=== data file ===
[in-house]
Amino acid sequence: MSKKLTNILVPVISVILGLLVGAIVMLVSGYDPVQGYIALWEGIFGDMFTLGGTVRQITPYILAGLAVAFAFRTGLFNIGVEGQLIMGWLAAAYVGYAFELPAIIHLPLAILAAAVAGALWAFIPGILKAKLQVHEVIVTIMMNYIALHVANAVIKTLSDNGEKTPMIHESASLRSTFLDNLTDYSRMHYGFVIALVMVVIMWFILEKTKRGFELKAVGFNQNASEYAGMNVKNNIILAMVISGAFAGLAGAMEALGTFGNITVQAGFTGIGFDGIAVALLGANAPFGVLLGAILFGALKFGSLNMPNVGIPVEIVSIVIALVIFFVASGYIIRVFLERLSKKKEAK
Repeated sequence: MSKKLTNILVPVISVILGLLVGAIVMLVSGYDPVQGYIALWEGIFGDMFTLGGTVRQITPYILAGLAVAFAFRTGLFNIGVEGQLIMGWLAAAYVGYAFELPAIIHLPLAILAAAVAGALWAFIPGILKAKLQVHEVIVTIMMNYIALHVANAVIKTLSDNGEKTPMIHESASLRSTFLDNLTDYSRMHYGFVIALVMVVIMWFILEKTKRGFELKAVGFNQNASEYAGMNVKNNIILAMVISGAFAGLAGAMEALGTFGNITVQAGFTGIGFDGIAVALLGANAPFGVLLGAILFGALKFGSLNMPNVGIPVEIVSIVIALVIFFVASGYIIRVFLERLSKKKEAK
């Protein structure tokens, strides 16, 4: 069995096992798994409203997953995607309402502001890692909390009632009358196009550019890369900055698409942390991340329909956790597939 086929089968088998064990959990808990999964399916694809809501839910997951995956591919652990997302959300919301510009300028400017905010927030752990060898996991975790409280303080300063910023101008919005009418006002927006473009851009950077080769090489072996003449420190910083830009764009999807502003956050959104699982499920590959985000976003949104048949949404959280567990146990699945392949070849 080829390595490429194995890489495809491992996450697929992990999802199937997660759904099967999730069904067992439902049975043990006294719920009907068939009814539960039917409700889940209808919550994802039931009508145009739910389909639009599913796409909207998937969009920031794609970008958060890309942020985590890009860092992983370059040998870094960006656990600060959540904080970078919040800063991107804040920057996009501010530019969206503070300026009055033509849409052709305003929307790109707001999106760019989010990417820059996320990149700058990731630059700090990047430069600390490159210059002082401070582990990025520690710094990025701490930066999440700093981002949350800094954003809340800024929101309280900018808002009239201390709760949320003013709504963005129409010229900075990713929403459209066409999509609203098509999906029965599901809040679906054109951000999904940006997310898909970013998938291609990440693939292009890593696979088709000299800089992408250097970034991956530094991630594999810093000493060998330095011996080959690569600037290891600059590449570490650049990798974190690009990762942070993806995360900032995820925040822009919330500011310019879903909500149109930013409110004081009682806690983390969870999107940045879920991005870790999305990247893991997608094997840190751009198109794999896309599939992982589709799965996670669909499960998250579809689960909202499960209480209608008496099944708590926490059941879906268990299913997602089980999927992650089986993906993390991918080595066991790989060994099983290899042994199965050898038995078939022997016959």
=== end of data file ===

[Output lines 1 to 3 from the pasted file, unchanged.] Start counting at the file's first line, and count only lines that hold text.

[in-house]
Amino acid sequence: MSKKLTNILVPVISVILGLLVGAIVMLVSGYDPVQGYIALWEGIFGDMFTLGGTVRQITPYILAGLAVAFAFRTGLFNIGVEGQLIMGWLAAAYVGYAFELPAIIHLPLAILAAAVAGALWAFIPGILKAKLQVHEVIVTIMMNYIALHVANAVIKTLSDNGEKTPMIHESASLRSTFLDNLTDYSRMHYGFVIALVMVVIMWFILEKTKRGFELKAVGFNQNASEYAGMNVKNNIILAMVISGAFAGLAGAMEALGTFGNITVQAGFTGIGFDGIAVALLGANAPFGVLLGAILFGALKFGSLNMPNVGIPVEIVSIVIALVIFFVASGYIIRVFLERLSKKKEAK
Repeated sequence: MSKKLTNILVPVISVILGLLVGAIVMLVSGYDPVQGYIALWEGIFGDMFTLGGTVRQITPYILAGLAVAFAFRTGLFNIGVEGQLIMGWLAAAYVGYAFELPAIIHLPLAILAAAVAGALWAFIPGILKAKLQVHEVIVTIMMNYIALHVANAVIKTLSDNGEKTPMIHESASLRSTFLDNLTDYSRMHYGFVIALVMVVIMWFILEKTKRGFELKAVGFNQNASEYAGMNVKNNIILAMVISGAFAGLAGAMEALGTFGNITVQAGFTGIGFDGIAVALLGANAPFGVLLGAILFGALKFGSLNMPNVGIPVEIVSIVIALVIFFVASGYIIRVFLERLSKKKEAK